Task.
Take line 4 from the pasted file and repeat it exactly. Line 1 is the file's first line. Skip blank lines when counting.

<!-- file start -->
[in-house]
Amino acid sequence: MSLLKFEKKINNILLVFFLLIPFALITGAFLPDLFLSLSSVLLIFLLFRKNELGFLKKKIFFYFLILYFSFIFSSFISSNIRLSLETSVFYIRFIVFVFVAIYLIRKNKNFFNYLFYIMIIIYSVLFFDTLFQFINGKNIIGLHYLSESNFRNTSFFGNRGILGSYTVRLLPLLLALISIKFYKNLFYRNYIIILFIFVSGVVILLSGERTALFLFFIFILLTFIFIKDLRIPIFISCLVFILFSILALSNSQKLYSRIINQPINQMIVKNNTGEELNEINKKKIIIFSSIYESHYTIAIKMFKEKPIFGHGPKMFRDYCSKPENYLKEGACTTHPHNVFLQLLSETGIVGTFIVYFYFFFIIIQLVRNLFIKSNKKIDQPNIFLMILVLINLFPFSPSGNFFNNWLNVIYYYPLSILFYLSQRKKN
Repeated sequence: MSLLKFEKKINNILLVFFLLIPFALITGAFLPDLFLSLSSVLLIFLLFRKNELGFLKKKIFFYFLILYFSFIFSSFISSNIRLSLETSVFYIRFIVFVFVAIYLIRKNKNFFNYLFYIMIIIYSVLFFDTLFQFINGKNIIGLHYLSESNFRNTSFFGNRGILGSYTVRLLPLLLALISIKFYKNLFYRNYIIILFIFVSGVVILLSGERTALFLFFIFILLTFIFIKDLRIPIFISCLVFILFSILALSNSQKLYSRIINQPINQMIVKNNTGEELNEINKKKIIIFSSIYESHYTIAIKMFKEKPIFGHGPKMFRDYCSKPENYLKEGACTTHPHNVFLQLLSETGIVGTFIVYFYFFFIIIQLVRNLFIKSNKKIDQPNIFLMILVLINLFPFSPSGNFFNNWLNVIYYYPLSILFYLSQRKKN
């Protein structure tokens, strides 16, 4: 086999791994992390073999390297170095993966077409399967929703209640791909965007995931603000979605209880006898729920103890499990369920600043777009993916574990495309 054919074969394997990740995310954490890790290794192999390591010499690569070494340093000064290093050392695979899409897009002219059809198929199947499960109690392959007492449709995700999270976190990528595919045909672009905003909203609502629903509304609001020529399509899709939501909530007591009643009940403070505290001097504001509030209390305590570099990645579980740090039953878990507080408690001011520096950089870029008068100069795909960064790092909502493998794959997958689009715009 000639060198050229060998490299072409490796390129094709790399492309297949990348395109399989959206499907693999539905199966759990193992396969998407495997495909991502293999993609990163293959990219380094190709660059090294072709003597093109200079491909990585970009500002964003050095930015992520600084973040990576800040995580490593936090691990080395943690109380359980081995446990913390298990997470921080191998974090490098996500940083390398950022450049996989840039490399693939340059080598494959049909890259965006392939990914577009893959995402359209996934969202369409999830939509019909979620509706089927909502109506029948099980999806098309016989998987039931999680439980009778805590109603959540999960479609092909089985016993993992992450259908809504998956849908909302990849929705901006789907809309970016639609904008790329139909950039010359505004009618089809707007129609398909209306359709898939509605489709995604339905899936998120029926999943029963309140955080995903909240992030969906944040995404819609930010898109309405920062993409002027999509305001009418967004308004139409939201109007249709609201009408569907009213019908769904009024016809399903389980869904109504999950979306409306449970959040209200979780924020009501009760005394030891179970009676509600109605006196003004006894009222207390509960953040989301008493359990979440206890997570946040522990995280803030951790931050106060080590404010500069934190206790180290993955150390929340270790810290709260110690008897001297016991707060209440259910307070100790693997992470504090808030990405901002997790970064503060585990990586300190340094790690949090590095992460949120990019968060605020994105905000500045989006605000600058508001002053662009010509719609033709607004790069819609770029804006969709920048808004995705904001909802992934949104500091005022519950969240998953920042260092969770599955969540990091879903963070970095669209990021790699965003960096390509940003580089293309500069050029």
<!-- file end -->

């Protein structure tokens, strides 16, 4: 086999791994992390073999390297170095993966077409399967929703209640791909965007995931603000979605209880006898729920103890499990369920600043777009993916574990495309 054919074969394997990740995310954490890790290794192999390591010499690569070494340093000064290093050392695979899409897009002219059809198929199947499960109690392959007492449709995700999270976190990528595919045909672009905003909203609502629903509304609001020529399509899709939501909530007591009643009940403070505290001097504001509030209390305590570099990645579980740090039953878990507080408690001011520096950089870029008068100069795909960064790092909502493998794959997958689009715009 000639060198050229060998490299072409490796390129094709790399492309297949990348395109399989959206499907693999539905199966759990193992396969998407495997495909991502293999993609990163293959990219380094190709660059090294072709003597093109200079491909990585970009500002964003050095930015992520600084973040990576800040995580490593936090691990080395943690109380359980081995446990913390298990997470921080191998974090490098996500940083390398950022450049996989840039490399693939340059080598494959049909890259965006392939990914577009893959995402359209996934969202369409999830939509019909979620509706089927909502109506029948099980999806098309016989998987039931999680439980009778805590109603959540999960479609092909089985016993993992992450259908809504998956849908909302990849929705901006789907809309970016639609904008790329139909950039010359505004009618089809707007129609398909209306359709898939509605489709995604339905899936998120029926999943029963309140955080995903909240992030969906944040995404819609930010898109309405920062993409002027999509305001009418967004308004139409939201109007249709609201009408569907009213019908769904009024016809399903389980869904109504999950979306409306449970959040209200979780924020009501009760005394030891179970009676509600109605006196003004006894009222207390509960953040989301008493359990979440206890997570946040522990995280803030951790931050106060080590404010500069934190206790180290993955150390929340270790810290709260110690008897001297016991707060209440259910307070100790693997992470504090808030990405901002997790970064503060585990990586300190340094790690949090590095992460949120990019968060605020994105905000500045989006605000600058508001002053662009010509719609033709607004790069819609770029804006969709920048808004995705904001909802992934949104500091005022519950969240998953920042260092969770599955969540990091879903963070970095669209990021790699965003960096390509940003580089293309500069050029």